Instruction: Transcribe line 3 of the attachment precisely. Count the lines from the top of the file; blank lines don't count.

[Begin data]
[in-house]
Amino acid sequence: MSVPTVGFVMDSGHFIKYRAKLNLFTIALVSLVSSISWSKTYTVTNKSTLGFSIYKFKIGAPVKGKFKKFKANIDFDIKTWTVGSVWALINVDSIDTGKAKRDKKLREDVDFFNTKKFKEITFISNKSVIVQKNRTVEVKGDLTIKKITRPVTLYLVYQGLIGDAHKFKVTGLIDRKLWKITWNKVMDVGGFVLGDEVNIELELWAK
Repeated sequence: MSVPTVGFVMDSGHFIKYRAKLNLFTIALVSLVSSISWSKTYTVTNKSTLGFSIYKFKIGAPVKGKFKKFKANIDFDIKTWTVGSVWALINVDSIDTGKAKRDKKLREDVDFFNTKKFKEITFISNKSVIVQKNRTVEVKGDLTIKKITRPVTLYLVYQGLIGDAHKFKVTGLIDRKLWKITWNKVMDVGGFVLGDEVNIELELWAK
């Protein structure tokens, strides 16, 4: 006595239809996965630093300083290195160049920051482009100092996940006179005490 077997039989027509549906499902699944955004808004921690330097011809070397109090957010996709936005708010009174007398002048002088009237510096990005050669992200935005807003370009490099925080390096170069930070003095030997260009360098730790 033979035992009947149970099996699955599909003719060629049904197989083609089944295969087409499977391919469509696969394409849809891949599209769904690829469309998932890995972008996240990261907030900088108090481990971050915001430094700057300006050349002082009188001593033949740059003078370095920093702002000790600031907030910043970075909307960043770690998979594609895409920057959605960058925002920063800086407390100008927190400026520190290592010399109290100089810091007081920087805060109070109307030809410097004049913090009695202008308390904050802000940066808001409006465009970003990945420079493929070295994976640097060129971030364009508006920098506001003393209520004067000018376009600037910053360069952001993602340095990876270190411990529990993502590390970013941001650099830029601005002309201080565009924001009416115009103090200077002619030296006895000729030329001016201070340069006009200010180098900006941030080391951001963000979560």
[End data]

Repeated sequence: MSVPTVGFVMDSGHFIKYRAKLNLFTIALVSLVSSISWSKTYTVTNKSTLGFSIYKFKIGAPVKGKFKKFKANIDFDIKTWTVGSVWALINVDSIDTGKAKRDKKLREDVDFFNTKKFKEITFISNKSVIVQKNRTVEVKGDLTIKKITRPVTLYLVYQGLIGDAHKFKVTGLIDRKLWKITWNKVMDVGGFVLGDEVNIELELWAK